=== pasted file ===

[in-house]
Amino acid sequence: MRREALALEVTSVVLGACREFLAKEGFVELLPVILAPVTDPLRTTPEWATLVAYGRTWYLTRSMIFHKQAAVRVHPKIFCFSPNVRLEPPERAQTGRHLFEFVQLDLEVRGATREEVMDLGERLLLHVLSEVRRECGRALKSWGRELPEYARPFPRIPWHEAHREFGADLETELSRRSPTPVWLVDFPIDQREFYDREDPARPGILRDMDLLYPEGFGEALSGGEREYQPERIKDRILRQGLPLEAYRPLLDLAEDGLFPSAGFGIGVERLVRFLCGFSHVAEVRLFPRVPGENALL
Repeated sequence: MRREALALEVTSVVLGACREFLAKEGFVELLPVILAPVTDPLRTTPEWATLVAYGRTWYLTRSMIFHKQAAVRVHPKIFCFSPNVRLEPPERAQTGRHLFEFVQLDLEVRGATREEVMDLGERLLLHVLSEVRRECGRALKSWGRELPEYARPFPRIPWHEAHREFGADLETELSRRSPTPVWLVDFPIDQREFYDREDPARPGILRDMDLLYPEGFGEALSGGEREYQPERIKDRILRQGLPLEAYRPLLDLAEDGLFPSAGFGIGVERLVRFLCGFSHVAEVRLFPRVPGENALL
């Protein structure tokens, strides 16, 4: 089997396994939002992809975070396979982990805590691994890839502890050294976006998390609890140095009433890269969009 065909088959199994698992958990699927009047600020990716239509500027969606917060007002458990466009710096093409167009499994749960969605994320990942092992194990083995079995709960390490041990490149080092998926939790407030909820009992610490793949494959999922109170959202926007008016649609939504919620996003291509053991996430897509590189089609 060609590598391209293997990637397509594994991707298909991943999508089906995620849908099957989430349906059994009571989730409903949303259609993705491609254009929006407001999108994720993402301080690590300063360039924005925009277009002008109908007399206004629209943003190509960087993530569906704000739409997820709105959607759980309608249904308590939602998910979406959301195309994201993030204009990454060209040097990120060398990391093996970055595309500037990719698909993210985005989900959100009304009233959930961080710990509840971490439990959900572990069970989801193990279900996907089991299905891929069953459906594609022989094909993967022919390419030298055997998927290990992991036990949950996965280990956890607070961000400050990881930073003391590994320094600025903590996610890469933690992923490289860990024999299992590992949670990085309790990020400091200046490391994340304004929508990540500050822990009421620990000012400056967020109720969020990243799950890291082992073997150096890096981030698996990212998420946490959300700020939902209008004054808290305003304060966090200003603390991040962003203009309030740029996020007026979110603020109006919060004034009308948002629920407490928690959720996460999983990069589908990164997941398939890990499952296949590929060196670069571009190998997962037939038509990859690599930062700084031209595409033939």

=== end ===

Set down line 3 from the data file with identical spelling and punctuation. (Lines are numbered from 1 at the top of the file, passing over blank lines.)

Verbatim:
Repeated sequence: MRREALALEVTSVVLGACREFLAKEGFVELLPVILAPVTDPLRTTPEWATLVAYGRTWYLTRSMIFHKQAAVRVHPKIFCFSPNVRLEPPERAQTGRHLFEFVQLDLEVRGATREEVMDLGERLLLHVLSEVRRECGRALKSWGRELPEYARPFPRIPWHEAHREFGADLETELSRRSPTPVWLVDFPIDQREFYDREDPARPGILRDMDLLYPEGFGEALSGGEREYQPERIKDRILRQGLPLEAYRPLLDLAEDGLFPSAGFGIGVERLVRFLCGFSHVAEVRLFPRVPGENALL